Junro Okumura

Junro Okumura

Junro Okumura wished to show a part of the city where men and cats lives together in symbiosis through the pictures he proposed for his project presented in Neko project. A special project to arise our consciousness about the changes in Tokyo city but it could be true in any big cities of the world. Let’s discover this unforgettable project:

Nowadays cats disappears in Tokyo City. They are losing their territories at the expense of the successive new building developments in the city, and one could give several other reasons such as the natural decrease due to the numerous sterilization campaigns. Nevertheless with the organization of the Olympic Games in Tokyo, the speed of those new urban developments has accelerated. What used to be a bed for cats only yesterday becomes a vacant field the next day ready to be transformed, and the opportunities to see this kind of scene are more and more frequent.
However, in this Tokyo there are barely a few places where cats and men live in symbiosis naturally even today. The pictures presented by Junro Okumura present for our happyness is this kind of place, the downtown area called “Shitamachi”, in the west of Tokyo. In this neighbourhood, cats and men are important partners. In the prints of the floating world from the Edo period after the 17th century, it can be said without exaggerating that the silhouette of cats has always been part of the scenery printed in those art works.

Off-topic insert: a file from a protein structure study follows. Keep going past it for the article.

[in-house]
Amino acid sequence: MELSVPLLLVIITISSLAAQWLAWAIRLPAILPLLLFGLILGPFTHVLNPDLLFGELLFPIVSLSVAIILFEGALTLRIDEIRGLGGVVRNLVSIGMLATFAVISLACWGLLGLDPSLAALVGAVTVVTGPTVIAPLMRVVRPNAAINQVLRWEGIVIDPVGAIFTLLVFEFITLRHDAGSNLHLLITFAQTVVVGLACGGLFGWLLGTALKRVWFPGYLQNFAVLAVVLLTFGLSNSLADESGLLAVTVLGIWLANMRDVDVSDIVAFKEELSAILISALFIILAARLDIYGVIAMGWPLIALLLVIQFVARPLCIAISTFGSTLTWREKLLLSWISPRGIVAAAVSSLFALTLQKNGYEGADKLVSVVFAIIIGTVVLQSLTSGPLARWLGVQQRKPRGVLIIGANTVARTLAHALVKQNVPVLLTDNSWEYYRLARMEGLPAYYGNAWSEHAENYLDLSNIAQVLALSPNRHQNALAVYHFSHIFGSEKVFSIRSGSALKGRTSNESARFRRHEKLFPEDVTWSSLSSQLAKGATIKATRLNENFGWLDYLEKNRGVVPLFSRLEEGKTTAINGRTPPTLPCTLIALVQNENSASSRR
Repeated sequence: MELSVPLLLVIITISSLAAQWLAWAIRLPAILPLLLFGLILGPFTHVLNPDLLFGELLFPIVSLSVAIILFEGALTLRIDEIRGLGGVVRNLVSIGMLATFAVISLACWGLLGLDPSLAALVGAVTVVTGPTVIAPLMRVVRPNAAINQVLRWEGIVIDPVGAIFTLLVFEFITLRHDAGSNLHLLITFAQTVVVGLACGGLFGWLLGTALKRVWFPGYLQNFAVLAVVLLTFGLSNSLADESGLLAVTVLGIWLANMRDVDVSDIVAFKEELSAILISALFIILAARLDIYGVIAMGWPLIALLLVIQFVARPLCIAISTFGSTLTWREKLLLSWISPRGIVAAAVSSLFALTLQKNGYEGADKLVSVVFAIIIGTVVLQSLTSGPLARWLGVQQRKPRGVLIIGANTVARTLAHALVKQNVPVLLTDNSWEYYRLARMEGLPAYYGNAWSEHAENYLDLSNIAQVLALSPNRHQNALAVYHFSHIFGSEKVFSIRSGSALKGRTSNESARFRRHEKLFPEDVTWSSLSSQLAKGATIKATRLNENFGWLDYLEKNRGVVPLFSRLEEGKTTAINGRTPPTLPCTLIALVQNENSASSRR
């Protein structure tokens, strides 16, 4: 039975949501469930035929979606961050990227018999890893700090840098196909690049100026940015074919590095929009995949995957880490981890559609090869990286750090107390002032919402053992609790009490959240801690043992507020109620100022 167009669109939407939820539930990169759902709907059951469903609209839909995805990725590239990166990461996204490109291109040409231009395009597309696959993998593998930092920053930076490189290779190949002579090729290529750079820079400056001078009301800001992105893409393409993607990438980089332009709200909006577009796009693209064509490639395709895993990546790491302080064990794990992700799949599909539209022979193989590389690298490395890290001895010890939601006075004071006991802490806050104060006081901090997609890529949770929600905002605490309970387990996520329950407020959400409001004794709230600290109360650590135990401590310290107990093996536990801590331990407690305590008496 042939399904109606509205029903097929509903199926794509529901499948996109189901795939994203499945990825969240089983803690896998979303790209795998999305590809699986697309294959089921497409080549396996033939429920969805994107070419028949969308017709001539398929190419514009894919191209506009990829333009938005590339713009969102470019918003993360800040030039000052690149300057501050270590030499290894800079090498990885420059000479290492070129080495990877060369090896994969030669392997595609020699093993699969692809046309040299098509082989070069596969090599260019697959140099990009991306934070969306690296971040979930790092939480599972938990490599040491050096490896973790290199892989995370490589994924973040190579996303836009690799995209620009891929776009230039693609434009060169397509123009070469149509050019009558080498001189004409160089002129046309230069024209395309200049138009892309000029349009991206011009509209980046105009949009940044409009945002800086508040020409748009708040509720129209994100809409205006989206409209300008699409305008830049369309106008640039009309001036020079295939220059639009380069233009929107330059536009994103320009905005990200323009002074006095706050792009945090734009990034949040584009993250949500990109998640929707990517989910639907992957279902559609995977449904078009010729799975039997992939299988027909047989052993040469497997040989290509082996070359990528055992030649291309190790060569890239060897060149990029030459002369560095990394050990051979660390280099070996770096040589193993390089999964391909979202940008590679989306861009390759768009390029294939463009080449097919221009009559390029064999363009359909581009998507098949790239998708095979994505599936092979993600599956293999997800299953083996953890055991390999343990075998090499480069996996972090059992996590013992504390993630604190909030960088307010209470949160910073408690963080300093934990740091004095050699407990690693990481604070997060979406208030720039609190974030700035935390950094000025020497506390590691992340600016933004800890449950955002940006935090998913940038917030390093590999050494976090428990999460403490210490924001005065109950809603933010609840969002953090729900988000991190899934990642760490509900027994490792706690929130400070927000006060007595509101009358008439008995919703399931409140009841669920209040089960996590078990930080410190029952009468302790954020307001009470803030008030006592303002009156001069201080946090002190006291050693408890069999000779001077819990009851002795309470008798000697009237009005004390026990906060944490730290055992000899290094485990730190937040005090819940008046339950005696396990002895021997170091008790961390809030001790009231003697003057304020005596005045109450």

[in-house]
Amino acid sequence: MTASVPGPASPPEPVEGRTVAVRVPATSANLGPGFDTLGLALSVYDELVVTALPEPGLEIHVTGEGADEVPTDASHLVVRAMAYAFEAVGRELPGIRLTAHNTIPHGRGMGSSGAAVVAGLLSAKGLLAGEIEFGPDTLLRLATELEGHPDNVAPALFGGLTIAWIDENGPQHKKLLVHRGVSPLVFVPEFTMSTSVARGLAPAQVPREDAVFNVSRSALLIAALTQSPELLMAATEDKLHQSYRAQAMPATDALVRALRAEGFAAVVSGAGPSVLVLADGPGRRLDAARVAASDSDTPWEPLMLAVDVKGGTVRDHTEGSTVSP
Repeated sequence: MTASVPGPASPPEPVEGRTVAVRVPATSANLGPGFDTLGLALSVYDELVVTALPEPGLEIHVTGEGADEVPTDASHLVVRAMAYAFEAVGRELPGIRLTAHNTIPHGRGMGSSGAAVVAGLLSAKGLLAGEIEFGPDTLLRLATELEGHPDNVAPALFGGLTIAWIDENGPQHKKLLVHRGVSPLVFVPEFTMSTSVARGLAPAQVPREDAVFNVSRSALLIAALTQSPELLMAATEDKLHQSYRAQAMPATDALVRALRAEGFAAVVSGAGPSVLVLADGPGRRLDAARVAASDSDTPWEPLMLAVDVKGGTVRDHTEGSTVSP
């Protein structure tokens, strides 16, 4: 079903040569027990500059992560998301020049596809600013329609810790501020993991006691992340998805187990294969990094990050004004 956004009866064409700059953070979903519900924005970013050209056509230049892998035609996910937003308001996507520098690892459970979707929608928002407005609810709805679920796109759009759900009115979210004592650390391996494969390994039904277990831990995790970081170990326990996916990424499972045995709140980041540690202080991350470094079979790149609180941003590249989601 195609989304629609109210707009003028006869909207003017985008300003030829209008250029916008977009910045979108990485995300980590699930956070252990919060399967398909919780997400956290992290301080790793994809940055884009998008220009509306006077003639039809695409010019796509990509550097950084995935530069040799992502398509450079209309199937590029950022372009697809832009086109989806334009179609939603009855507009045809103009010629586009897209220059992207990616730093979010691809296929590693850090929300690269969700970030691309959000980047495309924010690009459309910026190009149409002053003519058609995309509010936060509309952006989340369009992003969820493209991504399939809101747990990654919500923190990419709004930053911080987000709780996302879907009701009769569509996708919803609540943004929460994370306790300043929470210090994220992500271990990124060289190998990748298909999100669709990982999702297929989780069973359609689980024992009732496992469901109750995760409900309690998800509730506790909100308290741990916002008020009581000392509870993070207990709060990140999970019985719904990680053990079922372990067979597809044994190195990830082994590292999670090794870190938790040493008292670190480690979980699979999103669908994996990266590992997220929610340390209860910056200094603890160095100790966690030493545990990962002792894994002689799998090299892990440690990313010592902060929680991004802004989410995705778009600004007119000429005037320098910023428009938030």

Shitamachi was repeatedly reduced to ashes by the large, frequent fires during the Edo period, and devastated during the “great kanto earthquake” in 1923. Then it burned down completely during the bombing of Tokyo in 1945. At that time, people rebuilt the “paper and wooden houses” which were part of the Japanese tradition, and from there until today this neighbourhood Shitamachi continues to feed the nostalgia of the Japanese and has kept its life of yesterday. And the symbol of this atmosphere is the cat.

But the wave of new developments in the city came to visit the shitamachi too. Junro Okumura thinks that a lot of places published in his photo collection should be gone in 5 years. 75 years after the Second World War, most of the paper and wooden reconstructions of this period reach their physical limits.

Japan is a country of volcanoes and in the next 30 years, the risk that Tokyo will suffer an earthquake is 30%. Faced with a government and property developers urged to put forward the question of security as a theory of redevelopment, nostalgia is no longer an effective argument.
Junro Okumura states: « Soon, the cats will probably disappear from the city of Tokyo. There are only 5 years left, and until this day arrives I will record the place where cats and men lived with happy hearts. »

It shows the importance to have photographers such as Junro Okomura to pass those images on to the next generations.

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© Junro Okumura